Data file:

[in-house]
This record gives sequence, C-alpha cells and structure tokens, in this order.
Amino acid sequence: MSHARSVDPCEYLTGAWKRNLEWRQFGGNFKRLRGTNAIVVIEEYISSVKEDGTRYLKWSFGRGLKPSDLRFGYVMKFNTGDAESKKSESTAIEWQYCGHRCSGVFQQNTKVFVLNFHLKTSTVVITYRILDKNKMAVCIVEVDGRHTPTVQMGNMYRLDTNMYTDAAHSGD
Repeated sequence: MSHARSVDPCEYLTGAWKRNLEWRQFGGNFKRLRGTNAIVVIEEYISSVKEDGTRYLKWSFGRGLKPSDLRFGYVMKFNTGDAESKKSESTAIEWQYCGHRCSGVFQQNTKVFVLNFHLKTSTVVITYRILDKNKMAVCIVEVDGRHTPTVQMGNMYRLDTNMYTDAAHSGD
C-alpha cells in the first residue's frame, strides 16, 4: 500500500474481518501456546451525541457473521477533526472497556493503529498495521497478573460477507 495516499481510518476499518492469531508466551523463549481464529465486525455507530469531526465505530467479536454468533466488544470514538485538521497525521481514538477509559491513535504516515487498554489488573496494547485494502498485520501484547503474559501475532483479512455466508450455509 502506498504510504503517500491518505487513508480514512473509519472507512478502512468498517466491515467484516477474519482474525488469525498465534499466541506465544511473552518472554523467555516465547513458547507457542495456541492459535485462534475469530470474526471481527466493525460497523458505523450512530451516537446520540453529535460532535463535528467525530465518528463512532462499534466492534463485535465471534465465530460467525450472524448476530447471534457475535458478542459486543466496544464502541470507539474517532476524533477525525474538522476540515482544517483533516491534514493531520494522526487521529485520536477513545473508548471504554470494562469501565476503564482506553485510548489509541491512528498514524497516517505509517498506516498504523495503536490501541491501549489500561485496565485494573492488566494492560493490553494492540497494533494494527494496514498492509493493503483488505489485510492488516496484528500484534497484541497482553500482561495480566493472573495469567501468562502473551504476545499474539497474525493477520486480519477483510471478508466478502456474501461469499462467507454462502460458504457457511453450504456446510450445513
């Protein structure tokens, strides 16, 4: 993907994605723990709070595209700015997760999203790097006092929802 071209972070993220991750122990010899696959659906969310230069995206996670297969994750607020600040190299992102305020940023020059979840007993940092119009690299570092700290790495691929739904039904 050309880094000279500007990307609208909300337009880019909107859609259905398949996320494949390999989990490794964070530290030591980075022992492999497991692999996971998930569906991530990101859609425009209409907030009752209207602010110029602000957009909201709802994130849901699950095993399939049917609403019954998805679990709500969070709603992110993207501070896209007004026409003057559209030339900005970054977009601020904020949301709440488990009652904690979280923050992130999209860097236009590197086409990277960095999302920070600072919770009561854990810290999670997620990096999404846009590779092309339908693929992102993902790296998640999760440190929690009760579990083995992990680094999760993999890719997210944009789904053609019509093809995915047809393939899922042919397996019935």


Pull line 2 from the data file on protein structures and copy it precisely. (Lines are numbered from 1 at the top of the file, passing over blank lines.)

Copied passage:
This record gives sequence, C-alpha cells and structure tokens, in this order.